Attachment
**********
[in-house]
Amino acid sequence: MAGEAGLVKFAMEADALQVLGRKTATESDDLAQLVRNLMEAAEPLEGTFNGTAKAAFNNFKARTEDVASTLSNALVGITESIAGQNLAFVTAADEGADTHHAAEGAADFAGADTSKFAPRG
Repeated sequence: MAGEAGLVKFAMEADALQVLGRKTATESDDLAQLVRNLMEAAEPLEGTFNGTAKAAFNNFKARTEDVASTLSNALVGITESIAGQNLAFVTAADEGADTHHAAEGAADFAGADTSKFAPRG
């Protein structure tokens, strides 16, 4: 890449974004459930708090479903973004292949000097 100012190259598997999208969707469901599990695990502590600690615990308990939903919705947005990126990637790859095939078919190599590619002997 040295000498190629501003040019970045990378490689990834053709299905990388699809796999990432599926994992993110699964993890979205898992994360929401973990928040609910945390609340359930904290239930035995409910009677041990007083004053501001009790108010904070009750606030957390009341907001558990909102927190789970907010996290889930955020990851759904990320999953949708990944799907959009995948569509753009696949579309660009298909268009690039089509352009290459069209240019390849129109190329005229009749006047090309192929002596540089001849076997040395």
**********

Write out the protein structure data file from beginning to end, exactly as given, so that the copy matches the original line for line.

[in-house]
Amino acid sequence: MAGEAGLVKFAMEADALQVLGRKTATESDDLAQLVRNLMEAAEPLEGTFNGTAKAAFNNFKARTEDVASTLSNALVGITESIAGQNLAFVTAADEGADTHHAAEGAADFAGADTSKFAPRG
Repeated sequence: MAGEAGLVKFAMEADALQVLGRKTATESDDLAQLVRNLMEAAEPLEGTFNGTAKAAFNNFKARTEDVASTLSNALVGITESIAGQNLAFVTAADEGADTHHAAEGAADFAGADTSKFAPRG
């Protein structure tokens, strides 16, 4: 890449974004459930708090479903973004292949000097 100012190259598997999208969707469901599990695990502590600690615990308990939903919705947005990126990637790859095939078919190599590619002997 040295000498190629501003040019970045990378490689990834053709299905990388699809796999990432599926994992993110699964993890979205898992994360929401973990928040609910945390609340359930904290239930035995409910009677041990007083004053501001009790108010904070009750606030957390009341907001558990909102927190789970907010996290889930955020990851759904990320999953949708990944799907959009995948569509753009696949579309660009298909268009690039089509352009290459069209240019390849129109190329005229009749006047090309192929002596540089001849076997040395």